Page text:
Rabbi who sinned, this man or his parents, that he was born blind? Jesus answered, neither this man nor his parents sinned, he was born blind so that God’s works might be revealed in him. — John 9:3
Wouldn’t the world be a better place if we weren’t always trying to cast blame?
In Sunday’s gospel, Jesus’s disciples buy into a Jewish form of “the original sin” assuming that since a man was born blind either he or his parents must have sinned.
It would be easy to believe Jesus’s response is an isolated instance — referencing this man’s blindness as being part of God’s plan for Jesus to reveal himself. Maybe that’s all it is.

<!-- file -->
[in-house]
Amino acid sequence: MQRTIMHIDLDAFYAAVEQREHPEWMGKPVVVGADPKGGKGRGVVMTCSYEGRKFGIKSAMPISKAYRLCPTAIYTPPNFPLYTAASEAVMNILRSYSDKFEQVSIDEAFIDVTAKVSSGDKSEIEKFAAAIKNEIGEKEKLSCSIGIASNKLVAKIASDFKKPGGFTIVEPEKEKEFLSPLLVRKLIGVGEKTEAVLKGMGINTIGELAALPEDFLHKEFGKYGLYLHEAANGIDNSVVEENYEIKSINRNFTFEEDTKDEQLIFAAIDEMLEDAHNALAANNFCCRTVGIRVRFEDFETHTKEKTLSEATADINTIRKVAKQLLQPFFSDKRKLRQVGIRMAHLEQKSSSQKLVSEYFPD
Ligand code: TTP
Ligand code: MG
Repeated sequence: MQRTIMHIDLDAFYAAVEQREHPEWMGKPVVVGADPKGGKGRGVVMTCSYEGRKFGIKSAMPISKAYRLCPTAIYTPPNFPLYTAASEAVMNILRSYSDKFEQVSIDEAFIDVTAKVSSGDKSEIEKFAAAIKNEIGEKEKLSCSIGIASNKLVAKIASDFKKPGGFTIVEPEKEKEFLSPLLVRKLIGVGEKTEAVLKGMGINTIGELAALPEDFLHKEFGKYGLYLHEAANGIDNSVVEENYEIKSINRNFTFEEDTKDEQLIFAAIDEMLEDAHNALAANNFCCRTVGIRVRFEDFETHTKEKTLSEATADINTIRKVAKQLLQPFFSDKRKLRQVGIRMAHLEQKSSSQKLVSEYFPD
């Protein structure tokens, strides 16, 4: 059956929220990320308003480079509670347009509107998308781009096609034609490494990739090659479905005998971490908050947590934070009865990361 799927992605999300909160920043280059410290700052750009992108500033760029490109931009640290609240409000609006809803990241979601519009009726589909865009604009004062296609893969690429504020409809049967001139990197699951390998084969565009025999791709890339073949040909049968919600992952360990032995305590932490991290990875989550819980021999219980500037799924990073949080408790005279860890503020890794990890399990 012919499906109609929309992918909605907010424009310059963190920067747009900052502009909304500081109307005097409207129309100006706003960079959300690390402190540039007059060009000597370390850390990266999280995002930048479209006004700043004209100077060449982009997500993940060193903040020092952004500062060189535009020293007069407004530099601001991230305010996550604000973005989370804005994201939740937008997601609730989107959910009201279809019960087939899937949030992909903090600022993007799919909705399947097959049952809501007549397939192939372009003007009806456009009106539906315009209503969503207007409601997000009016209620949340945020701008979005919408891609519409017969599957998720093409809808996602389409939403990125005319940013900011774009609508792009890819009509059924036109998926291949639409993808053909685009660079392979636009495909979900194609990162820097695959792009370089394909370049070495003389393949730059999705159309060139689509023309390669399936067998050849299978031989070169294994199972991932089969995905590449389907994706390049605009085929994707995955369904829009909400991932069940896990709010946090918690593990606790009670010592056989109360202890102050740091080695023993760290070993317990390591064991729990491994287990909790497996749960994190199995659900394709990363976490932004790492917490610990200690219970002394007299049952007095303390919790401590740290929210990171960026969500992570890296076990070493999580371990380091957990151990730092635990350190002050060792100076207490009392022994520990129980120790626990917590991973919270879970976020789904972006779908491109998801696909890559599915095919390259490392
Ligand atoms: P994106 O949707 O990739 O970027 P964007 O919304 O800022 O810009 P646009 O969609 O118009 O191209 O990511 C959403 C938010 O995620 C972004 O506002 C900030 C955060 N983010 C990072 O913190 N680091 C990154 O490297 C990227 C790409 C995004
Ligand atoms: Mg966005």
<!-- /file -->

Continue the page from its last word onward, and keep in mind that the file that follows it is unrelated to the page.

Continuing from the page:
But I think it goes deeper. We know that a lot of people are born blind, or with other defects that they carry for the rest of their lives.
And in each of their cases wouldn’t it be better if all involved would not look for sin or fault, but for opportunity and a chance for God to reveal himself through them.
In fact, wouldn’t it be better to consider everyone we meet in such a way.
During the Lenten season we are given the tools and the opportunity in every aspect of our lives to look at things differently — to go from finding fault to finding opportunity, from being blind to seeing.